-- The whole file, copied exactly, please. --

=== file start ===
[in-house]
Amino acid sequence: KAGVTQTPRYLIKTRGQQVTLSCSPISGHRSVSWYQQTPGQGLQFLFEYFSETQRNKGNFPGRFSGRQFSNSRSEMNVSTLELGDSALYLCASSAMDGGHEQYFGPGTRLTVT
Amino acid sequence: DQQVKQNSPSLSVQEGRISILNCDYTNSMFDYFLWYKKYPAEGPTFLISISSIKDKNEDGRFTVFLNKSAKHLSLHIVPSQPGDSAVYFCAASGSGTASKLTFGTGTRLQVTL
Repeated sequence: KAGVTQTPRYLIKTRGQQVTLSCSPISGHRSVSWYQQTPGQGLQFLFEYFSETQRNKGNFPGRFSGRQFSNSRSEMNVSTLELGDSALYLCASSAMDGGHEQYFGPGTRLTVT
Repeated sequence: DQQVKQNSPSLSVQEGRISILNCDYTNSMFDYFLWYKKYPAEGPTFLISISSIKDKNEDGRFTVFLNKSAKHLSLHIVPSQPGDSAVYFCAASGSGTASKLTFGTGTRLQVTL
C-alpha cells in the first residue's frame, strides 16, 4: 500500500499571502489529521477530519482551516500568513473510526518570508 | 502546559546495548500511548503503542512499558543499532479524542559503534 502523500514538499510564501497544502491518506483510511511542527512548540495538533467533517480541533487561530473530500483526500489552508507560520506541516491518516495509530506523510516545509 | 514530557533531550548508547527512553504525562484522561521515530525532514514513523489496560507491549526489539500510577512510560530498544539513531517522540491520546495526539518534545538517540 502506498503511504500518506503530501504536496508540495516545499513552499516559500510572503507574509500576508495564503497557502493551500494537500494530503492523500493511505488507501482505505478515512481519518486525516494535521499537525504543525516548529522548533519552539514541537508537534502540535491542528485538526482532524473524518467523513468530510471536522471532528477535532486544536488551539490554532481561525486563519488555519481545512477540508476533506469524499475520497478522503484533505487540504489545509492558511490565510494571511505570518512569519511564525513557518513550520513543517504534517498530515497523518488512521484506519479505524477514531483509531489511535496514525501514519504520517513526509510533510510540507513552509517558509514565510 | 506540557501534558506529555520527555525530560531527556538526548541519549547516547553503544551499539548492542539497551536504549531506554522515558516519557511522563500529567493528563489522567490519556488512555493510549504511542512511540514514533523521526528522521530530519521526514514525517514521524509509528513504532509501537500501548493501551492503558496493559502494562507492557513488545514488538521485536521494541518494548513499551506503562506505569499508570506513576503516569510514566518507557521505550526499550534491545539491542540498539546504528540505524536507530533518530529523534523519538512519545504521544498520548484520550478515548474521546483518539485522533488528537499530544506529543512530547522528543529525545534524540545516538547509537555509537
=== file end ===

[in-house]
Amino acid sequence: KAGVTQTPRYLIKTRGQQVTLSCSPISGHRSVSWYQQTPGQGLQFLFEYFSETQRNKGNFPGRFSGRQFSNSRSEMNVSTLELGDSALYLCASSAMDGGHEQYFGPGTRLTVT
Amino acid sequence: DQQVKQNSPSLSVQEGRISILNCDYTNSMFDYFLWYKKYPAEGPTFLISISSIKDKNEDGRFTVFLNKSAKHLSLHIVPSQPGDSAVYFCAASGSGTASKLTFGTGTRLQVTL
Repeated sequence: KAGVTQTPRYLIKTRGQQVTLSCSPISGHRSVSWYQQTPGQGLQFLFEYFSETQRNKGNFPGRFSGRQFSNSRSEMNVSTLELGDSALYLCASSAMDGGHEQYFGPGTRLTVT
Repeated sequence: DQQVKQNSPSLSVQEGRISILNCDYTNSMFDYFLWYKKYPAEGPTFLISISSIKDKNEDGRFTVFLNKSAKHLSLHIVPSQPGDSAVYFCAASGSGTASKLTFGTGTRLQVTL
C-alpha cells in the first residue's frame, strides 16, 4: 500500500499571502489529521477530519482551516500568513473510526518570508 | 502546559546495548500511548503503542512499558543499532479524542559503534 502523500514538499510564501497544502491518506483510511511542527512548540495538533467533517480541533487561530473530500483526500489552508507560520506541516491518516495509530506523510516545509 | 514530557533531550548508547527512553504525562484522561521515530525532514514513523489496560507491549526489539500510577512510560530498544539513531517522540491520546495526539518534545538517540 502506498503511504500518506503530501504536496508540495516545499513552499516559500510572503507574509500576508495564503497557502493551500494537500494530503492523500493511505488507501482505505478515512481519518486525516494535521499537525504543525516548529522548533519552539514541537508537534502540535491542528485538526482532524473524518467523513468530510471536522471532528477535532486544536488551539490554532481561525486563519488555519481545512477540508476533506469524499475520497478522503484533505487540504489545509492558511490565510494571511505570518512569519511564525513557518513550520513543517504534517498530515497523518488512521484506519479505524477514531483509531489511535496514525501514519504520517513526509510533510510540507513552509517558509514565510 | 506540557501534558506529555520527555525530560531527556538526548541519549547516547553503544551499539548492542539497551536504549531506554522515558516519557511522563500529567493528563489522567490519556488512555493510549504511542512511540514514533523521526528522521530530519521526514514525517514521524509509528513504532509501537500501548493501551492503558496493559502494562507492557513488545514488538521485536521494541518494548513499551506503562506505569499508570506513576503516569510514566518507557521505550526499550534491545539491542540498539546504528540505524536507530533518530529523534523519538512519545504521544498520548484520550478515548474521546483518539485522533488528537499530544506529543512530547522528543529525545534524540545516538547509537555509537